A Greek immigrant in his sunset years takes out a lifetime’s worth of frustrations on his three daughters in this seriocomic debut.
By most measures, Stavros has had a good life in America, successfully launching two New Jersey restaurants and raising three daughters. But the novel opens with an email venting his frustrations with those around him: daughter Stavroula for not adhering to “normal society” (read: she has a girlfriend); daughter Litza for picking up the addictions that consumed his first wife; second wife Carol for, he claims, pitting the two daughters against him. But Stavros is a frustration himself: the “let me explain you” that opens his email tirade signals both his poor grammar and his patriarchal attitude. The early sections of the novel mainly circle on his family’s and friends’ reactions to Stavros’ claim that he will die in 10 days and then on a disappearance that suggests he might do himself in. Liontas carries this story with some carefully tuned humor, recognizing Stavros’ absurdity without allowing him to degrade into a wacky-immigrant cliché. That’s bolstered by the history of Stavros’ upbringing in Crete and his hardscrabble early days in the United States, where Stavroula and Litza are effectively neglected by their overworked father and checked-out mother. Even so, the novel feels at once overstuffed and undercooked, brimming with characters Liontas doesn’t always seem sure what to do with; Stavros’ girlfriend, second wife, and third daughter are unfinished characters, and Litza’s habit of contemplating people via the ailment codes she uses at her job at an insurance company feels more like a writerly gimmick than characterization. Liontas handles Stavros’ final fate gracefully, if a touch abstractly, recognizing the pull that even the most exasperating loved ones have on us in a family.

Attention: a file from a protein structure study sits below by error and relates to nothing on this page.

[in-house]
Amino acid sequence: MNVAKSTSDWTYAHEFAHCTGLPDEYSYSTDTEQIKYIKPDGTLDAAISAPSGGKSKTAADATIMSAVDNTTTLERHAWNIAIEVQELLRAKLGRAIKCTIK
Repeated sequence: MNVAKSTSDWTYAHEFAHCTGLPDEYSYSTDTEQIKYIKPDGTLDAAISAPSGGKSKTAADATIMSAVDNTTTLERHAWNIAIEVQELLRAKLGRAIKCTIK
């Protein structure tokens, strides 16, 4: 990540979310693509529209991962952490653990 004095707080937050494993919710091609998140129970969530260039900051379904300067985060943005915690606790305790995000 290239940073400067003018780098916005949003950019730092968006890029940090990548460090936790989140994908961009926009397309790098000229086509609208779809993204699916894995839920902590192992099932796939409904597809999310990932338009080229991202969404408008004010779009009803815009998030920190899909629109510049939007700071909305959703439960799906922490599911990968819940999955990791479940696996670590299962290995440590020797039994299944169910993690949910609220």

A tale of an immigrant family rendered with unusual care, though it strains too hard for depth at times.